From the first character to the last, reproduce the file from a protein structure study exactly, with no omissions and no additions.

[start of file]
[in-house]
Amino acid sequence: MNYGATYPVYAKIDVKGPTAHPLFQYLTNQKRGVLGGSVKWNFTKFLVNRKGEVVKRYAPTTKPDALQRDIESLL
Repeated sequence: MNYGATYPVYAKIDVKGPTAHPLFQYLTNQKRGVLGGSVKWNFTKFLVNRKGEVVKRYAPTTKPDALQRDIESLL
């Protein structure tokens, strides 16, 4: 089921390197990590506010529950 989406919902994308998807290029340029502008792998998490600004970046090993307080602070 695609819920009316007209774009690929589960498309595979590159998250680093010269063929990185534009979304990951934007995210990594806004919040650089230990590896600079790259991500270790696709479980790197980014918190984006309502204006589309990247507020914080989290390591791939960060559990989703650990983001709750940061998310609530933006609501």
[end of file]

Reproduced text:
[in-house]
Amino acid sequence: MNYGATYPVYAKIDVKGPTAHPLFQYLTNQKRGVLGGSVKWNFTKFLVNRKGEVVKRYAPTTKPDALQRDIESLL
Repeated sequence: MNYGATYPVYAKIDVKGPTAHPLFQYLTNQKRGVLGGSVKWNFTKFLVNRKGEVVKRYAPTTKPDALQRDIESLL
């Protein structure tokens, strides 16, 4: 089921390197990590506010529950 989406919902994308998807290029340029502008792998998490600004970046090993307080602070 695609819920009316007209774009690929589960498309595979590159998250680093010269063929990185534009979304990951934007995210990594806004919040650089230990590896600079790259991500270790696709479980790197980014918190984006309502204006589309990247507020914080989290390591791939960060559990989703650990983001709750940061998310609530933006609501």